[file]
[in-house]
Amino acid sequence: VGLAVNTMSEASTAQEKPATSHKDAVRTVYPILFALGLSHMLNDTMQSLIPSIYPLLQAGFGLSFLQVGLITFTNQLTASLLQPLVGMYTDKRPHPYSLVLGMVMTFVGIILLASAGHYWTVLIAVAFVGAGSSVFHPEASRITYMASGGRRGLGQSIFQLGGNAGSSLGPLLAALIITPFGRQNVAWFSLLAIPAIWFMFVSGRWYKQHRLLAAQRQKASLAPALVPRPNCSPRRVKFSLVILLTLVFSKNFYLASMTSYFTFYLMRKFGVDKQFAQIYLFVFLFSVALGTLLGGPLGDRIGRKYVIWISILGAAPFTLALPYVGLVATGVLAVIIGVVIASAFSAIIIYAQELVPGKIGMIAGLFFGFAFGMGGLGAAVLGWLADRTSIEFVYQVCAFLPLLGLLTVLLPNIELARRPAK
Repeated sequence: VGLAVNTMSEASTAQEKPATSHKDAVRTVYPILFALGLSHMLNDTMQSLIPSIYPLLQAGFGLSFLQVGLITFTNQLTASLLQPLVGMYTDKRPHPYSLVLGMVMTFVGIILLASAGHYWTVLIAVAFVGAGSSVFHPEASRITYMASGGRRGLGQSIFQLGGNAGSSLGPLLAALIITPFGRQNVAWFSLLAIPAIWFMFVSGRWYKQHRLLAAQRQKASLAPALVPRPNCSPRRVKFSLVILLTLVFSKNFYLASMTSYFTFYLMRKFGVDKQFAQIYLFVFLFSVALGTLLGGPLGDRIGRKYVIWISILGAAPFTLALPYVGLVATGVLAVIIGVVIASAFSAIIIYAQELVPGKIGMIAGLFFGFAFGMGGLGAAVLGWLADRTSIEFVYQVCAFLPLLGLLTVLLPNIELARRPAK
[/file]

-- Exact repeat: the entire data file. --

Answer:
[in-house]
Amino acid sequence: VGLAVNTMSEASTAQEKPATSHKDAVRTVYPILFALGLSHMLNDTMQSLIPSIYPLLQAGFGLSFLQVGLITFTNQLTASLLQPLVGMYTDKRPHPYSLVLGMVMTFVGIILLASAGHYWTVLIAVAFVGAGSSVFHPEASRITYMASGGRRGLGQSIFQLGGNAGSSLGPLLAALIITPFGRQNVAWFSLLAIPAIWFMFVSGRWYKQHRLLAAQRQKASLAPALVPRPNCSPRRVKFSLVILLTLVFSKNFYLASMTSYFTFYLMRKFGVDKQFAQIYLFVFLFSVALGTLLGGPLGDRIGRKYVIWISILGAAPFTLALPYVGLVATGVLAVIIGVVIASAFSAIIIYAQELVPGKIGMIAGLFFGFAFGMGGLGAAVLGWLADRTSIEFVYQVCAFLPLLGLLTVLLPNIELARRPAK
Repeated sequence: VGLAVNTMSEASTAQEKPATSHKDAVRTVYPILFALGLSHMLNDTMQSLIPSIYPLLQAGFGLSFLQVGLITFTNQLTASLLQPLVGMYTDKRPHPYSLVLGMVMTFVGIILLASAGHYWTVLIAVAFVGAGSSVFHPEASRITYMASGGRRGLGQSIFQLGGNAGSSLGPLLAALIITPFGRQNVAWFSLLAIPAIWFMFVSGRWYKQHRLLAAQRQKASLAPALVPRPNCSPRRVKFSLVILLTLVFSKNFYLASMTSYFTFYLMRKFGVDKQFAQIYLFVFLFSVALGTLLGGPLGDRIGRKYVIWISILGAAPFTLALPYVGLVATGVLAVIIGVVIASAFSAIIIYAQELVPGKIGMIAGLFFGFAFGMGGLGAAVLGWLADRTSIEFVYQVCAFLPLLGLLTVLLPNIELARRPAK